Back in 2000, when I told my folks that my wife had left me, one of the first things out of my mom’s mouth was “Are you leaving town?”  I suppose it’s a normal reaction when things fall apart that badly, that a person would just want to get away, but I still think it was an amazing question from an amazing lady.  I really don’t need that much encouragement to go on the road; I can look out the back window of the store, at the interstate hitting the horizon just a couple miles away, and immediately want to head out to my car and drive across the state.  Back in ’03 I drove to Nashville to see the Grand Ole Opry, because I’d never been there, and Georgia, to see my favorite country girl singer, Patty Loveless, and was going to go to the Smoky Mountains, because I’d never been there, and go to bars in downtown Nashville and see local bands and fall in love with some gal, but my car more or less blew up in Nashville, so I had to rent a car, cut short the trip, then limp my car back home.  I bought a new one, got introduced to a woman a month later, got her pregnant and the rest is history.  In fact it’s a whole other unique story that I’ll give you the full details of later.  You don’t have to be wildly in love to produce a baby, but sometimes it helps to be in the same room for a while (I’ll be sure to leave out those details).  I still haven’t lost that desire to hit the road, and am tireder than ever of this town, of cold winters, of bland scenery,  of a host of other things.  When it comes down to it, 70 pounds of pure silliness is all that keeps me here.  I’m very thankful for that and for her, and I could imagine a lot of bad things happening to the world, to me, or to anyone I know, but I couldn’t imagine a world where she never had come into it.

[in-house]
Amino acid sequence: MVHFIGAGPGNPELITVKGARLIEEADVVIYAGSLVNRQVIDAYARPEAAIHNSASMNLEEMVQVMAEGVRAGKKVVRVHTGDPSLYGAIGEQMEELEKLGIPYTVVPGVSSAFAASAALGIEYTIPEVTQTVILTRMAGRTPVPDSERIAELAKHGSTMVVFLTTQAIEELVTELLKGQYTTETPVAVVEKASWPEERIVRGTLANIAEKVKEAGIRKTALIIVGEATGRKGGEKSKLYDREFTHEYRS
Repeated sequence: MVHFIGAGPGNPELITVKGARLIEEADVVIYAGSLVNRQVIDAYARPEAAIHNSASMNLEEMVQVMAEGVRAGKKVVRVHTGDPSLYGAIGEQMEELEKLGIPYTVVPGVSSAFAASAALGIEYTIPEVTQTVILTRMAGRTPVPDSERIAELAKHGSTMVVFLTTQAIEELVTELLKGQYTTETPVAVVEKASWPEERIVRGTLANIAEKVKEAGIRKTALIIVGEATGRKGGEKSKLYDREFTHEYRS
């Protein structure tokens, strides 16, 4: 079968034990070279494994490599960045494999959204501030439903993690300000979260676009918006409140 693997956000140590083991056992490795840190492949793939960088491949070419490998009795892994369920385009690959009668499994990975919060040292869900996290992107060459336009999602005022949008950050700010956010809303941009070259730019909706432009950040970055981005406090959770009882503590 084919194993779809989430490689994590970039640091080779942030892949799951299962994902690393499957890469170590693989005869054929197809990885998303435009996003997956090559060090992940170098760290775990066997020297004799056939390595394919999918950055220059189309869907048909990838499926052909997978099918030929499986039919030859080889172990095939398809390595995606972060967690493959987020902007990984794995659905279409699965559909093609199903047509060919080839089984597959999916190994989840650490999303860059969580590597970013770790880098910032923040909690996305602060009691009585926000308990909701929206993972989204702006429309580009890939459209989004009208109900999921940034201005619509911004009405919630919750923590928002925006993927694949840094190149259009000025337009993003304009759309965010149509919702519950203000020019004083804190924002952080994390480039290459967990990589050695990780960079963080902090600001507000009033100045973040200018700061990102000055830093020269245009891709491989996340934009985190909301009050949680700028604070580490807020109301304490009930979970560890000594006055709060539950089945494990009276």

But I still want to leave town, so I go on day trips, or weekend trips, and spend too much money to not satisfy the itch, to just take the edge off my wanderlust a little.  Maybe someday I’ll head East again, maybe Chesapeake Bay.

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2 Responses to Wanderlust

  1. This reminded me of my own wanderlust. Not that I could forget it, with a confluence of so many things conspiring to keep me indoors and away from the places a city like Chicago can offer to anyone with bus fare and some imagination.

    I have Patty Loveless’s (is that too many esses?) bluegrass Christmas album, and I’m in love with her rendition of “You’ll Never Leave Harlan Alive.” I think that’s what it’s called. I’m too busy marvelling at her voice to look it up.

    I hope you’ll tell us more about some of those day trips. I’ve had some awful interesting experiences tagging along with people who are willing to drive. I can’t. Nor could I afford it if I could.

    • I’d hate to not be able to drive. “Marvelling at her voice”–you hit the nail on the head. I wonder if a young Patty Loveless, if she started out today, would even make it in today’s formulaic country music scene. “You’ll never leave Harlan Alive” is so great–I got to see her sing it in person, and it’s on a DVD that came with the album it was on, from an Austin City Limits performance, I think. She’s amazing. It was a small auditorium where I first saw her, and I think she knew I was in love with her.

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